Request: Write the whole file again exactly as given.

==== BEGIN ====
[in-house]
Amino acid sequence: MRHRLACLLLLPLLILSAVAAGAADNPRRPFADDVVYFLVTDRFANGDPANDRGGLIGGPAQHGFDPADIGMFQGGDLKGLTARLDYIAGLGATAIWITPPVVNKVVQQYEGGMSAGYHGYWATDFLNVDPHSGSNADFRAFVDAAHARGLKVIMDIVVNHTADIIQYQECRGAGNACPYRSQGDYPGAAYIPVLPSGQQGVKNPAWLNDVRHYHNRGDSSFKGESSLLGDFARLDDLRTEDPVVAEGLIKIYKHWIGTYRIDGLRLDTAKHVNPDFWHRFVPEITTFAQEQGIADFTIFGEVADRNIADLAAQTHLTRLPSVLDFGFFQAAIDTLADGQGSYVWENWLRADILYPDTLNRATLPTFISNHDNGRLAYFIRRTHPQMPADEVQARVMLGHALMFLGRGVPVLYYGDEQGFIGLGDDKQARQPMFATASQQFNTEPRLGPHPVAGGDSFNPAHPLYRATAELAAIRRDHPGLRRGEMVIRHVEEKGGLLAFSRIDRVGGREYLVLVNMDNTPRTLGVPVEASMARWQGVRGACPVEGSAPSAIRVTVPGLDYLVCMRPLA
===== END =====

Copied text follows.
[in-house]
Amino acid sequence: MRHRLACLLLLPLLILSAVAAGAADNPRRPFADDVVYFLVTDRFANGDPANDRGGLIGGPAQHGFDPADIGMFQGGDLKGLTARLDYIAGLGATAIWITPPVVNKVVQQYEGGMSAGYHGYWATDFLNVDPHSGSNADFRAFVDAAHARGLKVIMDIVVNHTADIIQYQECRGAGNACPYRSQGDYPGAAYIPVLPSGQQGVKNPAWLNDVRHYHNRGDSSFKGESSLLGDFARLDDLRTEDPVVAEGLIKIYKHWIGTYRIDGLRLDTAKHVNPDFWHRFVPEITTFAQEQGIADFTIFGEVADRNIADLAAQTHLTRLPSVLDFGFFQAAIDTLADGQGSYVWENWLRADILYPDTLNRATLPTFISNHDNGRLAYFIRRTHPQMPADEVQARVMLGHALMFLGRGVPVLYYGDEQGFIGLGDDKQARQPMFATASQQFNTEPRLGPHPVAGGDSFNPAHPLYRATAELAAIRRDHPGLRRGEMVIRHVEEKGGLLAFSRIDRVGGREYLVLVNMDNTPRTLGVPVEASMARWQGVRGACPVEGSAPSAIRVTVPGLDYLVCMRPLA